Saturday, August 11, 2012

What I'm drinking now

We’re in the thick of summer now and all this sweltering heat and hot wind calls for something cool and refreshing to drink. When I unwind, I like a glass of wine, and though reds are great when you want comfort and soothing, the heat really calls for something crisp, clean and white.

One of my favorite wines lately is Riesling, a white grape variety which originated in the Rhine River region of Germany, where my family is from. According to Wikipedia, Riesling “is an aromatic grape variety displaying flowery, almost perfumed, aromas as well as high acidity. It is used to make dry, semi-sweet, sweet and sparkling white wines. Riesling wines are usually varietally pure and are seldom oaked. Riesling is usually included in the "top three" white wine varieties together with Chardonnay and Sauvignon Blanc. It is a variety which is highly "terroir-expressive", meaning that the character of Riesling wines is clearly influenced by the wine's place of origin.”

For many years, Riesling was the most grown variety in Germany and in the French region of Alsace. But it is also grown in other parts of the world. There are significant plantings in Austria, the Czech Republic, Luxemburg, northern Italy, Australia, New Zealand, the US, Canada, South Africa, China and the Ukraine. It is most commonly grown in colder regions.

Riesling is best consumed when young, as it makes a fruity and aromatic wine. Aromas of green or other apples, grapefruit, peach, gooseberry, honey, rose blossom or cut green grass are common. However, Riesling’s naturally acidity and range of flavors also makes it suitable for extended aging. Sweet Riesling wines, such as the German Trockenbeerenauslese, are especially good for cellaring since the high sugar content provides for additional preservation.  Some of these have oldies have been enjoyed 100 years after bottling!

The most expensive wines made from Riesling are late harvest dessert wines, produced by letting the grapes hang on the vines well past normal picking time. Through evaporation caused by the fungus Botrytis cinerea (“noble rot”) or by freezing, as in the case of ice wine, the remaining liquid is concentrated and the resulting wine offers richer layers on the palate.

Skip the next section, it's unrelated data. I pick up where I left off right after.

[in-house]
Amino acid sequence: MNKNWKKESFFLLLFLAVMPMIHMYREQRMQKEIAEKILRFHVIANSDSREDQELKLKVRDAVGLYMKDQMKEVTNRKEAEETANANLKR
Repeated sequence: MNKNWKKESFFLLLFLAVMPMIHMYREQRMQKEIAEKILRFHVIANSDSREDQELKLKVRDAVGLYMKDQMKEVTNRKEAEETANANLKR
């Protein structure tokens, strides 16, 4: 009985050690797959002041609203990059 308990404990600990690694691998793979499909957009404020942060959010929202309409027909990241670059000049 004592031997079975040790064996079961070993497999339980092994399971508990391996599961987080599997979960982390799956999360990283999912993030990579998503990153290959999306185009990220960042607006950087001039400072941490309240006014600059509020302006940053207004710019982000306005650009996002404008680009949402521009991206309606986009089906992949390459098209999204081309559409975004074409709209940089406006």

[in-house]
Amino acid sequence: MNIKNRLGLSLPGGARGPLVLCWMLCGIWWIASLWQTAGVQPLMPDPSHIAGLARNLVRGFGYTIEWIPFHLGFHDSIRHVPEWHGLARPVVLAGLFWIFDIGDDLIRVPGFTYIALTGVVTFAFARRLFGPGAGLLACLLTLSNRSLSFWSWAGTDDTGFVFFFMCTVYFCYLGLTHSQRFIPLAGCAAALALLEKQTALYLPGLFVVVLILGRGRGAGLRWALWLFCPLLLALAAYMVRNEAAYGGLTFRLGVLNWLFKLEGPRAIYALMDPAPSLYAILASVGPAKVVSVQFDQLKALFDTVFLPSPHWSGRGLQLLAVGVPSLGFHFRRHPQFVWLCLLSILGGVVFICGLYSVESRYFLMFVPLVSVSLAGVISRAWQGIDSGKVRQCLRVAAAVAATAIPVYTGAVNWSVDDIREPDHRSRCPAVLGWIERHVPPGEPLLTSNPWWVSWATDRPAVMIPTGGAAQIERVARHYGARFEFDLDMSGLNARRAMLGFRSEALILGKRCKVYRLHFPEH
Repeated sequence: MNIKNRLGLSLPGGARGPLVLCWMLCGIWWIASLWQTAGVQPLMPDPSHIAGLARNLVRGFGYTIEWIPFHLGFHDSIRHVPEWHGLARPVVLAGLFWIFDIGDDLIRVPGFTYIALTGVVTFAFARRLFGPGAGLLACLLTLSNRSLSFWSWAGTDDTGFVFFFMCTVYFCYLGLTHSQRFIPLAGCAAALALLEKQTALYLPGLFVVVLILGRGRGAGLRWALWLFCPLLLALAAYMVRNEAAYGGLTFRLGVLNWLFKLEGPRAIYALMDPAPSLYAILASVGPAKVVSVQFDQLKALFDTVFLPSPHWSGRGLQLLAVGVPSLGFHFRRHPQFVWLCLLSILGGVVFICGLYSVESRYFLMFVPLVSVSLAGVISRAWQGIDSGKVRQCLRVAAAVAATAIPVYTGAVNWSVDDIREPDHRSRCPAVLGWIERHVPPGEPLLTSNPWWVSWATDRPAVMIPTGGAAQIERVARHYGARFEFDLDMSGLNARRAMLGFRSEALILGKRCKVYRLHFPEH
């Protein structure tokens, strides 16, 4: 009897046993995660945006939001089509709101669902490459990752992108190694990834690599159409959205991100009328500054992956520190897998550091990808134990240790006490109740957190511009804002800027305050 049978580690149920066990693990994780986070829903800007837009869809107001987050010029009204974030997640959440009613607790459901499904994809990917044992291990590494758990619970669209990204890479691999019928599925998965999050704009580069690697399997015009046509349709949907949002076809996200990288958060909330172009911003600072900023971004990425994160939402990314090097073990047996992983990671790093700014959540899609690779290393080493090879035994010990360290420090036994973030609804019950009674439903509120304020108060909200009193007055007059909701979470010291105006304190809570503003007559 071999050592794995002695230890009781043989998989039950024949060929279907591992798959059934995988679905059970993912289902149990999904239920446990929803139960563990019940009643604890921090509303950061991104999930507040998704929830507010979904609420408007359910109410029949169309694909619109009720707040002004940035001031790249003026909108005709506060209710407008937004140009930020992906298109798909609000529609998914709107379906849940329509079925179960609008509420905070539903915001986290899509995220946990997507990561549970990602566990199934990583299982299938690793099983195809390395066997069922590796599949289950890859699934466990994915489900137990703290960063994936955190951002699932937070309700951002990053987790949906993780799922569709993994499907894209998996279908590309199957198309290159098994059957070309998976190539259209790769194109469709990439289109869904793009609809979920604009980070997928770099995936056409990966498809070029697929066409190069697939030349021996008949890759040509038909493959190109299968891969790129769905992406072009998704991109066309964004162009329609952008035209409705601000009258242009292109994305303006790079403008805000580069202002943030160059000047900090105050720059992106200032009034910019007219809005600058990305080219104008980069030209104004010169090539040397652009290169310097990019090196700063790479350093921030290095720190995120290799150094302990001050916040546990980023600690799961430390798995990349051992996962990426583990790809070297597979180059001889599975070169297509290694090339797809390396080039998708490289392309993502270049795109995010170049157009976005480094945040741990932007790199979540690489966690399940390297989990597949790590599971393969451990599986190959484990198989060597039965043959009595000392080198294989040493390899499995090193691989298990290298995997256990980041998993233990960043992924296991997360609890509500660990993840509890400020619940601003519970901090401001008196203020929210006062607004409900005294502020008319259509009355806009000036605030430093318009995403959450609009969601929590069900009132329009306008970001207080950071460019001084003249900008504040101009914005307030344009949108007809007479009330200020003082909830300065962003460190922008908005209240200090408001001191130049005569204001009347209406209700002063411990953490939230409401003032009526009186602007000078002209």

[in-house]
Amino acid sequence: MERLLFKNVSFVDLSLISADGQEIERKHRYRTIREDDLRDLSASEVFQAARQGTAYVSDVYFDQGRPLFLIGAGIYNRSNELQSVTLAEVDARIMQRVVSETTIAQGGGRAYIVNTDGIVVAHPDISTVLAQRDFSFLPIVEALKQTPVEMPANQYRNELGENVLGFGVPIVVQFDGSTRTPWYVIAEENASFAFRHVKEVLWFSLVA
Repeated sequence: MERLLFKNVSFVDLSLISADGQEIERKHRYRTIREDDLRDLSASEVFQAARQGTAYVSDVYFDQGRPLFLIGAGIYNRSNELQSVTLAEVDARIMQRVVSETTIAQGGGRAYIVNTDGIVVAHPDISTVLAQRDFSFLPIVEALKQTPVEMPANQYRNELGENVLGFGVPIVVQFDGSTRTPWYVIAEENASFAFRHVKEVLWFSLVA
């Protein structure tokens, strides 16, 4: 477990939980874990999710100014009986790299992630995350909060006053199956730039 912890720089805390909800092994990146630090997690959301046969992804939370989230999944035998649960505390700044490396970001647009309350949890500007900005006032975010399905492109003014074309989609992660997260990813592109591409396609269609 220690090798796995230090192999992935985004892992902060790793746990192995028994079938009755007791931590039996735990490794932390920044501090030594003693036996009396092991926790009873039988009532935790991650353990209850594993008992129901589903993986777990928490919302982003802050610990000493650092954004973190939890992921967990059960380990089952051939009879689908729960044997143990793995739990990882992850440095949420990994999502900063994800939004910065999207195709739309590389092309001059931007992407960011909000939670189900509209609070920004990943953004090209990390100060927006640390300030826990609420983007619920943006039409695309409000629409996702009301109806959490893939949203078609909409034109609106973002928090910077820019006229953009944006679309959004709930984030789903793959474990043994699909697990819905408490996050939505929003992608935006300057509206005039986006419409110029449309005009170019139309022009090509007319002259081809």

In the late 19th Century German immigrants to the United States brought with them Riesling vines and were first planted in New York. Plantings appeared in California by 1857 and followed into Washington in 1871. Today, unfortunately, Riesling grapes in California lag far behind Chardonnay in popularity, although late harvest dessert wines are becoming increasingly more so. Both regular Rieslings, as well as late harvest Rieslings, make excellent choices for summertime sipping.

In the summer, I enjoy what my mother likes to make on hot days: a Weinschorle. I mix equal parts Riesling and plain sparkling mineral water for a refreshing and cooling treat on a hot summer day.

Riesling is a versatile wine for pairing with food because of its balance of sugar and acidity. It can be paired with white fish or pork, the drier ones go well with chicken dishes, and the sweeter ones are some of the few wines that can stand up to the stronger flavors and spices of Thai and Chinese cuisine.

Ideally, Late Harvest Rieslings should be served somewhat chilled and paired with cheese, fruit and nuts on lazy summer afternoons. After which, you can nap in your hammock. Or they can be enjoyed together after a meal, as the French do.

If you are new to this wine, try experimenting. Grab a Riesling each from Germany, France, Washington, California or even New York, and see if you can spot differences in what the soils from each of those areas contributed to the wine. The good thing about drinking this varietal is that you can easily find bottles under $10 that are excellent. Chateau Ste. Michelle from Washington is the worldwide leader in the production of Riesling wines by volume and they are good. You might try other Washingtonians such as Hogue or Columbia Crest, which are also nice. From California, try Pacific Rim Sweet Riesling or the J Lohr White Riesling Bay Mist, and from Germany try Dr. Heidemanns Riesling or Dr. Loosen or anything called Piesporter Michelsberg. From France, you can't beat Trimbach Riesling. Go to your neighborhood wine shop and ask for recommendations based on whether you like your wine sweet or more dry. They can steer you in the right direction.

Speaking of wine shops, I have a new one near me called “Total Wine”. It’s a great store. I like it better than BevMo because they seem to carry more. Tastings and other upcoming in-store events are posted online at But don’t overlook your neighborhood wine shop - that small place that offers a personal touch to the wine tasting experience. It’s a great place to hang out with friends or make new ones.

Enjoy your next bottle of Riesling. Zum wohl (to your health)!

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